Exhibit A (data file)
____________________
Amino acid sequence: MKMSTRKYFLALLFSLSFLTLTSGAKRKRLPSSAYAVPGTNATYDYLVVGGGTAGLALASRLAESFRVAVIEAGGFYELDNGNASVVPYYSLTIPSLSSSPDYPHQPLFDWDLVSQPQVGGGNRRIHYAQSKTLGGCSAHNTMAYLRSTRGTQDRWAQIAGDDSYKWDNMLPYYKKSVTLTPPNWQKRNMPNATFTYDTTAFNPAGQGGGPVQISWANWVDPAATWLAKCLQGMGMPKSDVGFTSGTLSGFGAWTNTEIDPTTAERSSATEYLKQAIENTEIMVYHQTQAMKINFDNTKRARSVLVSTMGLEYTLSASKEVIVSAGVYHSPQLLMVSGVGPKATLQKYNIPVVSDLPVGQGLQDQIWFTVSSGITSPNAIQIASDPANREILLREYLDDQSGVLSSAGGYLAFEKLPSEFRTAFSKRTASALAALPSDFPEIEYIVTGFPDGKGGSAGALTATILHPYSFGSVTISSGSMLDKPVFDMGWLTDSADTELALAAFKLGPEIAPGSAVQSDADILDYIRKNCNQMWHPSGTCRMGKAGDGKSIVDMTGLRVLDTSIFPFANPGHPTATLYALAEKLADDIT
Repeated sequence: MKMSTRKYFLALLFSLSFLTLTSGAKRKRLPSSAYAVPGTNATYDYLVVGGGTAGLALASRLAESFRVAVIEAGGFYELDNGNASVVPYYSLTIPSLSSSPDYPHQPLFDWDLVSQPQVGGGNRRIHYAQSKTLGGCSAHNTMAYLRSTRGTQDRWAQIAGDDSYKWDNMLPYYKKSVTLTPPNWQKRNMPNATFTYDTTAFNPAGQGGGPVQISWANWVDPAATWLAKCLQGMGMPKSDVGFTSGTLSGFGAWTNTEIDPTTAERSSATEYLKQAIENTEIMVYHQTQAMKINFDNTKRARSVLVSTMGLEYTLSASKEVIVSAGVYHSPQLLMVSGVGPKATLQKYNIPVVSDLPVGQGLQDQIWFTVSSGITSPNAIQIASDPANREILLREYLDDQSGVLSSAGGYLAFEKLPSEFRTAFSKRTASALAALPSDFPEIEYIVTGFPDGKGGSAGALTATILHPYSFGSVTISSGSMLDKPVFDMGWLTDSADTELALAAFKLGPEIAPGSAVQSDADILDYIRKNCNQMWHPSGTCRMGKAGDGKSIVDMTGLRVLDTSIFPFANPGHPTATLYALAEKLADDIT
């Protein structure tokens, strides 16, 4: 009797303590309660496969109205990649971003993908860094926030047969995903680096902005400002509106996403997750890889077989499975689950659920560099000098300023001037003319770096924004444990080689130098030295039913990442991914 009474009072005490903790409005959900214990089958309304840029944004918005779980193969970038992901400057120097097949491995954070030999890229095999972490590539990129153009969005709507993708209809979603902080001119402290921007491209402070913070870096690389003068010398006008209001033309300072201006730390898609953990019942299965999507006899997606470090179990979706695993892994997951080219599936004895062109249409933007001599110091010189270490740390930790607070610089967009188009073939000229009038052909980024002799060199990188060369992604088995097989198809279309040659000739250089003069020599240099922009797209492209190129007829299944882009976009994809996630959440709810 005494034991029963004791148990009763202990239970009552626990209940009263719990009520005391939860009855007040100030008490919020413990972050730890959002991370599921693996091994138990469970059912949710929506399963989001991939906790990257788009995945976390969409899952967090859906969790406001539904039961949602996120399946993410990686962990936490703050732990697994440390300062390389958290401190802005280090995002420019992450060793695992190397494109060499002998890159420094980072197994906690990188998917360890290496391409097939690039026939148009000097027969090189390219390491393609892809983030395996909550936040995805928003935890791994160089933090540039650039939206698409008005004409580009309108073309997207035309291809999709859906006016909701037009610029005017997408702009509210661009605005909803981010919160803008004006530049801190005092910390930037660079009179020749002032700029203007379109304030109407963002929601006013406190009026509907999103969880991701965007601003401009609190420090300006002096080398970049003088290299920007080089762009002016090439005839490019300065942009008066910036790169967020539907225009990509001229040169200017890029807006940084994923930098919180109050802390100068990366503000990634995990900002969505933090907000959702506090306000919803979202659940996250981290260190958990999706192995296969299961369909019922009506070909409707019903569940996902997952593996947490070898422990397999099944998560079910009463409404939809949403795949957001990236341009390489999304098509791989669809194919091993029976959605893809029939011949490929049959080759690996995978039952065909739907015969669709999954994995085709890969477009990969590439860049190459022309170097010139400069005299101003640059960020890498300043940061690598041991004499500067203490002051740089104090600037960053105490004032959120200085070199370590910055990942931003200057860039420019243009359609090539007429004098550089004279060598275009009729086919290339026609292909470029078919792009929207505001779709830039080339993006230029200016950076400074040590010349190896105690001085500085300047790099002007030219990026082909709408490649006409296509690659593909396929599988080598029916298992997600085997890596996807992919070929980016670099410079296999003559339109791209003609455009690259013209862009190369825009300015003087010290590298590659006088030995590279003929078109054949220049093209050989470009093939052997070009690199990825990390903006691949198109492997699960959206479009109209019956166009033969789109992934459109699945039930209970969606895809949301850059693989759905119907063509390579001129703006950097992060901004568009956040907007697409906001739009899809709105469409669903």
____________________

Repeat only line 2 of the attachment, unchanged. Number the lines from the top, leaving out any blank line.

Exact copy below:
Repeated sequence: MKMSTRKYFLALLFSLSFLTLTSGAKRKRLPSSAYAVPGTNATYDYLVVGGGTAGLALASRLAESFRVAVIEAGGFYELDNGNASVVPYYSLTIPSLSSSPDYPHQPLFDWDLVSQPQVGGGNRRIHYAQSKTLGGCSAHNTMAYLRSTRGTQDRWAQIAGDDSYKWDNMLPYYKKSVTLTPPNWQKRNMPNATFTYDTTAFNPAGQGGGPVQISWANWVDPAATWLAKCLQGMGMPKSDVGFTSGTLSGFGAWTNTEIDPTTAERSSATEYLKQAIENTEIMVYHQTQAMKINFDNTKRARSVLVSTMGLEYTLSASKEVIVSAGVYHSPQLLMVSGVGPKATLQKYNIPVVSDLPVGQGLQDQIWFTVSSGITSPNAIQIASDPANREILLREYLDDQSGVLSSAGGYLAFEKLPSEFRTAFSKRTASALAALPSDFPEIEYIVTGFPDGKGGSAGALTATILHPYSFGSVTISSGSMLDKPVFDMGWLTDSADTELALAAFKLGPEIAPGSAVQSDADILDYIRKNCNQMWHPSGTCRMGKAGDGKSIVDMTGLRVLDTSIFPFANPGHPTATLYALAEKLADDIT